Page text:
First, we will tell you about the Tang Dynasty and it’s rulers.
Li Yuan was the first Emperor of the Tang Dynasty. His son, Li Shimin, was given the throne next and became the second Emperor of the Tang Dynasty Li Shimin’s successor, Gaozong, became the third Emperor of the Tang Dynasty. Empress Wu was the next Emperor of the Tang Dynasty. Her Grandson, Tang Xuanzong, was the Final Emperor of the Tang Dynasty. Li Yuan (618 to 686 A.D) Li Shimin (626 to 649 A.D) Gaozong (649 to 683 A.D) Empress Wu (690 t0 705 A.D) Tang Xuanzong ( 712 t0 756 A.D)
Now we will tell you about China’s some of Tang China’s Trade and the silk road, china’s main trade route to other countries.
The Silk Road ( in red) was a group of mountain ranges that made a road so people of Tang China could pass through and get to other countries so they could import and export products.
People of the Tang Dynasty used grasslands to grow crops so they could trade them to other countries. This is one of the main reasons why Tang china had such a good trade system.
Arts flourished during the Tang Dynasty Statuespaintings
Tang China’s main trading items were silk, perfume, and spices, but China also traded other things, like machinery, iron, steel, mineral fuels, oil, and equipment.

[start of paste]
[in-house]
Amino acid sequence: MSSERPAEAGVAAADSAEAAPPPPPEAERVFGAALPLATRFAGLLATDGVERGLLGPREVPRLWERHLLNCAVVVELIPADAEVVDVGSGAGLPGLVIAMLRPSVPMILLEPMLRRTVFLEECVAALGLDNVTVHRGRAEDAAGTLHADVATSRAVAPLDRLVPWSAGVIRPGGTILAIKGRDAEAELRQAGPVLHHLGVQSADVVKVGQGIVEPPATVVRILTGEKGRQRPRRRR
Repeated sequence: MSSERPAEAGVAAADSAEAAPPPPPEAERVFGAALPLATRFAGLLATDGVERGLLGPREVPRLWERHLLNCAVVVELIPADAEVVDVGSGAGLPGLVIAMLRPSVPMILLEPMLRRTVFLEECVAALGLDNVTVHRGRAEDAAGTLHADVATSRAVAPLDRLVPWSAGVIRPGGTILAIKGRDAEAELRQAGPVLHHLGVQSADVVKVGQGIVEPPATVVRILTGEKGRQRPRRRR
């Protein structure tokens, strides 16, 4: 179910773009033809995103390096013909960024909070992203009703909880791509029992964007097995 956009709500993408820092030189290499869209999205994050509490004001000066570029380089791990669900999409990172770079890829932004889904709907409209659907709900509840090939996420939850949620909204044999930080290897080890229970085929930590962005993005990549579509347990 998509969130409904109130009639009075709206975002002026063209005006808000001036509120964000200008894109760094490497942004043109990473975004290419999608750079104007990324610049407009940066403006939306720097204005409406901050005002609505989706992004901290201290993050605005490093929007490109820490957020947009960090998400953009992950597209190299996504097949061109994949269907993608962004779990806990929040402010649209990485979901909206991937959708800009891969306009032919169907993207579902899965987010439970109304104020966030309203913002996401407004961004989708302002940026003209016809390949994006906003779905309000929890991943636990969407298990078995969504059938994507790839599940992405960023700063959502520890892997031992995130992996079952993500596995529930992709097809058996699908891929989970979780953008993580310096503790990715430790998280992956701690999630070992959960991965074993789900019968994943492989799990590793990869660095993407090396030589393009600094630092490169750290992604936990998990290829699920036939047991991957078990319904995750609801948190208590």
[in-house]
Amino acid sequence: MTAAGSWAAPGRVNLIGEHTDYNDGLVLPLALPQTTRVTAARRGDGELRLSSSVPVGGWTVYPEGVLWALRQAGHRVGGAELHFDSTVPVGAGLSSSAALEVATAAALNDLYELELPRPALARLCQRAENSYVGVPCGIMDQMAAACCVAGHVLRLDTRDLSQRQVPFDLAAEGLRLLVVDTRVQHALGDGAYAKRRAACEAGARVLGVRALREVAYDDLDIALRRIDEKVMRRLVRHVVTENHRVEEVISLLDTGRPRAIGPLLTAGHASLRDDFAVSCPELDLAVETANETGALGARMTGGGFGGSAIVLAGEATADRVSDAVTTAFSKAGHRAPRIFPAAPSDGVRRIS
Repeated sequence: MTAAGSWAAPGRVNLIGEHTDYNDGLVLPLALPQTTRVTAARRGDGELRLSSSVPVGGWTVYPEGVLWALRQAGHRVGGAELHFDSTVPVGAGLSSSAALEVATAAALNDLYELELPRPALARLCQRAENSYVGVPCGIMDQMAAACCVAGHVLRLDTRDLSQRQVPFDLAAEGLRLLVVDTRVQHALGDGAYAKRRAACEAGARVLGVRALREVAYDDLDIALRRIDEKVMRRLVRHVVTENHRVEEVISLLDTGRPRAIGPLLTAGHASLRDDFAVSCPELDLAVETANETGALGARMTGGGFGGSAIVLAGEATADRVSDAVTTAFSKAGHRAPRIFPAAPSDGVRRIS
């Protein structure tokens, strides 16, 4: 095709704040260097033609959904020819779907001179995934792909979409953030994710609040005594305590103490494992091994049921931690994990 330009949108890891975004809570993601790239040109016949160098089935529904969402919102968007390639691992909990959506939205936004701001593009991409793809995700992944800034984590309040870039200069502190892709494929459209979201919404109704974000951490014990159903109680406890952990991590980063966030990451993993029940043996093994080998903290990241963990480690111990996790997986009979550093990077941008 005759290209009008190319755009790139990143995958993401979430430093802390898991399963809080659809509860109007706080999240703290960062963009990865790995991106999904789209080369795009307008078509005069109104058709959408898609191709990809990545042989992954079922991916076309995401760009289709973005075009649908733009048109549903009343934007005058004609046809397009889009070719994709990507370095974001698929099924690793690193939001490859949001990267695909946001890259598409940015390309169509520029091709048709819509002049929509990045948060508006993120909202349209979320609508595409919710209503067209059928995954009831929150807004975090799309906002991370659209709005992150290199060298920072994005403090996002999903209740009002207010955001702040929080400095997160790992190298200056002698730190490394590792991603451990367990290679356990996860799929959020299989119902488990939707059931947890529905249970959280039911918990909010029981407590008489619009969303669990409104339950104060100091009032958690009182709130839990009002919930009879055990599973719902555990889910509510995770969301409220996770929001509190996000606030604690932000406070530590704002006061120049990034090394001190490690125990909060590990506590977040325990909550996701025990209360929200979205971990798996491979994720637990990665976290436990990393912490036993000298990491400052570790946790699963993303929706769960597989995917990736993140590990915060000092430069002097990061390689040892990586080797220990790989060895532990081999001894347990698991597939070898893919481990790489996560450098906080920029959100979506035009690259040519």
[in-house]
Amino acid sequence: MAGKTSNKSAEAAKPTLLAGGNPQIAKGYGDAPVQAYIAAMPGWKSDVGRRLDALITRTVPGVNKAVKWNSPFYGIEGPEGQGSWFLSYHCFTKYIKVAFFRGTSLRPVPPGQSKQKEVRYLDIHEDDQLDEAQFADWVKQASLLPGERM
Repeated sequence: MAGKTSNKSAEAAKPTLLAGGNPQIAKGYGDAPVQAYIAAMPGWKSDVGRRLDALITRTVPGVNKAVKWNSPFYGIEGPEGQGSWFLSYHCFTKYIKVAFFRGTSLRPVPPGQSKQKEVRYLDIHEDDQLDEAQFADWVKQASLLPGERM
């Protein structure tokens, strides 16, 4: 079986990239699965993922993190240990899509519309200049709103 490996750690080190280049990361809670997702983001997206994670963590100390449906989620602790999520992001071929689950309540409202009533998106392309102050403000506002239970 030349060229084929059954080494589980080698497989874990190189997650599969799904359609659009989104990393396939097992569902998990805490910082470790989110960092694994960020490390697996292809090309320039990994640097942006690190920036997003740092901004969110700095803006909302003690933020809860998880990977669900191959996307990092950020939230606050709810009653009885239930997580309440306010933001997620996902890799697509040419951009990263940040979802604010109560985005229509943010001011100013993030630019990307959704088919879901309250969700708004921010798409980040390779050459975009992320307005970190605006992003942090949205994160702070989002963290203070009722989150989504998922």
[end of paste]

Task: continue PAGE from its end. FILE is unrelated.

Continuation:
China’s geographic features were use as natural barriers. The barrier were seas, rivers,mountains,and deserts.The seas help them by making routes to get food. The Taklimakan desert was called the sea of death because of its boiling hot days, poisonous snakes, shortage of water. The Himalayan mountains were barriers because they were rugged.The rivers were needed for water.
Archeologists have found many artifacts from the Tang dynasty. Cups, pots, and many other items were found.
After Months of research, here is the conclusion that we came up with.
Because of the many trade items, such as crops and silk, Tang China flourished in the industrial world. Geographic impacts on China greatly affected it’s trade. Fields for farming and planting, many natural resources to make things out of, and a great trade route to export products may have made china the industrial engine of the world.
"Tang Dynasty." The New Book of Knowledge. Grolier Online, 2012. Web. 19 Mar. 2012. Pasted from Tang dynasty&queryParser=Grolier _en>http://nbk.grolier.com/ncpa ge?tn=/encyc/article.html&id =10001829&type=0ta&docKey =Li4vLi4vc2VhcmNoL2Nvbn RlbnQvbmJrNC90ZXh0L2Fy dGljbGVzLzEwMy8xMDAwM TgyOS5odG1sQGdvMg**&qu eryText= Tang Cooper, Kenneth S. "China." Reviewed by Anne F. Thurston. The New Book of Knowledge. Grolier Online, 2012. Web. 23 Mar. 2012. Pasted from geography of China&queryParser=Grolier_e n>http://nbk.grolier.com/ncpag e?tn=/encyc/article.html&id=a 2005430- h&type=0ta&docKey=Li4vLi4v c2VhcmNoL2NvbnRlbnQvbmJ rNC90ZXh0L2FydGljbGVzLzA xOS9hMjAwNTQzMC1oLmh0 bWxAZ28y&queryText=geography "Silk Road." World Book Student. World Book, 2012. Web. 13 Apr. 2012. Pasted from http://www.worldbo okonline.com/student /article?id=ar510590&s t=silk road
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